Sign-on, and get a ringside seat to some of the world’s best plant science research, often facilitated by cutting-edge technologies.
That this meeting could happen at all is itself a triumph of technology. Much of this technology will continue to be explored in future ASPB conferences, expanding the traditional limits of communication, collaboration, and networking and making the research presented during these meetings available to the plant science community all over the world.
At the same time, it is our intention to ensure that the human element is not left behind. We have provided ample opportunities for networking and discussion in the schedule. And we expect that these interactions will continue long after PB 2020 is over, because will need to rely on each other as the world recovers from the current pandemic and forges a more sustainable and inclusive society in which science can thrive. Everyone will have a role to play.
All of these features can be accessed through your computer, tablet, or smartphone. Find answers to any technical questions HERE.
Social distancing actions taken globally due to the coronavirus pandemic have required an unexpected pivot away from our in-person conference. But in making this pivot, ASPB has taken the opportunity to convene plant scientists from around the world in much greater numbers and to explore new (for us) ways to create unique value for our plant science community. Our goal is to ensure an educational, collaborative, and participatory —but not overwhelming—experience for all Plant Biology 2020 Worldwide Summit attendees.
We welcome any feedback on your conference experience as you explore this new kind of event with us! Please email firstname.lastname@example.org, tweet to @aspb and the #plantbio20 hashtag, or share your thoughts with any ASPB staff member you encounter during the conference.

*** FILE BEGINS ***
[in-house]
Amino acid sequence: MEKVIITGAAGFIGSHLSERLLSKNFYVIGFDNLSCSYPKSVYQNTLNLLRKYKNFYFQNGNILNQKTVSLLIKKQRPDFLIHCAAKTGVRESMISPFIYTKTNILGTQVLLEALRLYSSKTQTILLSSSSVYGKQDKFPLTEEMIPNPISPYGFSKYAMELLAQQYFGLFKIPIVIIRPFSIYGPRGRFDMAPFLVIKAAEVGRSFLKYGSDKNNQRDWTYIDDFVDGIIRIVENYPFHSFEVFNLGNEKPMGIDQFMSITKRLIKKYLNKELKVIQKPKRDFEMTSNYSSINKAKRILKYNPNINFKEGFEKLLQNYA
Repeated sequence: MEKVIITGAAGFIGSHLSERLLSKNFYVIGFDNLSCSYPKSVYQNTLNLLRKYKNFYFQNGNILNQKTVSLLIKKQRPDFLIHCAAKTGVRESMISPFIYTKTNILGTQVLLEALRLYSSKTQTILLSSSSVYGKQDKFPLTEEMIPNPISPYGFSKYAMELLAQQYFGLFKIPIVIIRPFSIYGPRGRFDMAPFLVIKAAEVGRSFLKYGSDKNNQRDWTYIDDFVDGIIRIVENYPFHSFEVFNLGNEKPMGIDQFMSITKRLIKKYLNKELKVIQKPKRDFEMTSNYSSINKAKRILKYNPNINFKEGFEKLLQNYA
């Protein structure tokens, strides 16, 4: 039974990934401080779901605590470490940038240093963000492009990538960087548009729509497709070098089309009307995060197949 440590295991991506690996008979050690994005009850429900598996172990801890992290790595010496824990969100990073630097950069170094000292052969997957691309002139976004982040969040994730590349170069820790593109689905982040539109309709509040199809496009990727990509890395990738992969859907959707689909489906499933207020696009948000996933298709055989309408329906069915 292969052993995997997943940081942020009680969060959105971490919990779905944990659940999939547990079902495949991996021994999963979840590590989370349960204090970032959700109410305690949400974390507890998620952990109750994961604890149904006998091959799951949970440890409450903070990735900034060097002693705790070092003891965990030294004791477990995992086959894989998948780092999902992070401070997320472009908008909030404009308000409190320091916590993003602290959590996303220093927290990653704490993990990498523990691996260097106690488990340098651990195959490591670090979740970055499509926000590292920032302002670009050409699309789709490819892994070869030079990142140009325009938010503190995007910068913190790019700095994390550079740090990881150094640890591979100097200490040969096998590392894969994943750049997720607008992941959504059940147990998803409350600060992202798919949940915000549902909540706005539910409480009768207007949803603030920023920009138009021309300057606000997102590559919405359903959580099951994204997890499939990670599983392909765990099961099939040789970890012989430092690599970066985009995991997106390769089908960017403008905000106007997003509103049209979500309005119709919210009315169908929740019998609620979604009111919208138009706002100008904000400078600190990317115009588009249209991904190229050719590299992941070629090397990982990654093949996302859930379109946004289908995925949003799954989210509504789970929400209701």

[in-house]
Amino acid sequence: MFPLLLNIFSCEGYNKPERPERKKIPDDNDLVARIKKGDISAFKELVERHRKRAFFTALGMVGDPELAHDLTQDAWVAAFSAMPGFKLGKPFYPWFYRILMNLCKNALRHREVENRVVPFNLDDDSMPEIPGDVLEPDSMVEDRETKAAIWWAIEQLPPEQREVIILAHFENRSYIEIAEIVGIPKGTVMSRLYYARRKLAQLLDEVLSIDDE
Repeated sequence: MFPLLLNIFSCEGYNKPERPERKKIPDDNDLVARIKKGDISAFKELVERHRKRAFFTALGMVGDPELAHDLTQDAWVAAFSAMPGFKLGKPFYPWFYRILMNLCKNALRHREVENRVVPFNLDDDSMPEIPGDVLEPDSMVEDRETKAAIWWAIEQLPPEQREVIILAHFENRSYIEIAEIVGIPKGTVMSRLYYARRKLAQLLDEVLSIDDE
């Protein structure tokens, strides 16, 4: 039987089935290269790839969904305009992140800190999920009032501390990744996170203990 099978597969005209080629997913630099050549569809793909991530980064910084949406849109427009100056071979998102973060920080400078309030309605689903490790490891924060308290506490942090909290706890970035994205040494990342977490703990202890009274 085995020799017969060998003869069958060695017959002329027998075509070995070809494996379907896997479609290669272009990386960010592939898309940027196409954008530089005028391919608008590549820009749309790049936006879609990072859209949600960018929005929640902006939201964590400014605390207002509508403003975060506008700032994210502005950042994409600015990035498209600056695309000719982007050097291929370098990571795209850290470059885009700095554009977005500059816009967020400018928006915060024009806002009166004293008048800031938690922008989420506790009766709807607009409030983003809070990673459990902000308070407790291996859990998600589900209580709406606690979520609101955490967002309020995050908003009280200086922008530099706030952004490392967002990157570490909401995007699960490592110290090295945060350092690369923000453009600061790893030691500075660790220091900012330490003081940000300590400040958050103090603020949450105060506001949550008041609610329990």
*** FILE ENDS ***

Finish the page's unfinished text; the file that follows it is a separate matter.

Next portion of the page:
Catherine Feuillet received her PhD in plant biotechnology in 1993 followed by 10 years of postdoctoral studies and as assistant professor at the University of Zurich where she developed research projects aiming at the isolation of disease resistance genes and a better understanding of the genome structure and evolution of wheat and barley. In 2004, she was appointed by INRA in France as a research director to lead wheat genomics projects in support of wheat improvement. In 2013, Catherine joined Bayer CropScience as the head of Trait Research until April 2018 when she joined Inari, a start-up aiming at transforming plant breeding as Chief Scientific Officer.
Catherine has coordinated several large national and European projects and is one of the founders of the International Wheat Genome Sequencing Consortium. She was elected the French “golden woman of the year for research” in 2008. Then, for her achievement in wheat research, she received in 2009 the “Prix Foulon” from the French Academy of Sciences. She received the Legion of Honour in 2010, was elected a Fellow of the American Association for the Advancement of Science in 2011and received the “Prix J. Dufrenoy” from the French Academy of Agriculture in 2012. Catherine has supervised the work of more than 30 masters, PhDs and postdoc scientists and published more than 120 scientific papers in peer reviewed journals and books.